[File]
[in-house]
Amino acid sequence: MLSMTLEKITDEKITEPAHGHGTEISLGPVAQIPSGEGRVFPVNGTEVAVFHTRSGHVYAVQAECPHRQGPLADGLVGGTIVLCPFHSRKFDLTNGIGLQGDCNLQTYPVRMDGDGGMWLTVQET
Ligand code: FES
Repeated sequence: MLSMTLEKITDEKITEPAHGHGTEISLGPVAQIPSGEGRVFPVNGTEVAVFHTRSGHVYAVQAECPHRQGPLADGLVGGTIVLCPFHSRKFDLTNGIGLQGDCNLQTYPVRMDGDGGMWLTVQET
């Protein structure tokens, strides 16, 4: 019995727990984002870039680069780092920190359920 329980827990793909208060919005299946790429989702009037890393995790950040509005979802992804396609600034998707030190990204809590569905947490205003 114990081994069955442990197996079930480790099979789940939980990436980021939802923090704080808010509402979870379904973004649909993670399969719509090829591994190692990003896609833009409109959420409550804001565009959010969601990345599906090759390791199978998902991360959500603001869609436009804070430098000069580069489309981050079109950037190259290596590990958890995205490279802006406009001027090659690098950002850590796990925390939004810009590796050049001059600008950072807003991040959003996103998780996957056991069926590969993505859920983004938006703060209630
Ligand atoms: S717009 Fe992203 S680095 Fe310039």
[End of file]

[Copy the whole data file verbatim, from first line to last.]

[in-house]
Amino acid sequence: MLSMTLEKITDEKITEPAHGHGTEISLGPVAQIPSGEGRVFPVNGTEVAVFHTRSGHVYAVQAECPHRQGPLADGLVGGTIVLCPFHSRKFDLTNGIGLQGDCNLQTYPVRMDGDGGMWLTVQET
Ligand code: FES
Repeated sequence: MLSMTLEKITDEKITEPAHGHGTEISLGPVAQIPSGEGRVFPVNGTEVAVFHTRSGHVYAVQAECPHRQGPLADGLVGGTIVLCPFHSRKFDLTNGIGLQGDCNLQTYPVRMDGDGGMWLTVQET
């Protein structure tokens, strides 16, 4: 019995727990984002870039680069780092920190359920 329980827990793909208060919005299946790429989702009037890393995790950040509005979802992804396609600034998707030190990204809590569905947490205003 114990081994069955442990197996079930480790099979789940939980990436980021939802923090704080808010509402979870379904973004649909993670399969719509090829591994190692990003896609833009409109959420409550804001565009959010969601990345599906090759390791199978998902991360959500603001869609436009804070430098000069580069489309981050079109950037190259290596590990958890995205490279802006406009001027090659690098950002850590796990925390939004810009590796050049001059600008950072807003991040959003996103998780996957056991069926590969993505859920983004938006703060209630
Ligand atoms: S717009 Fe992203 S680095 Fe310039």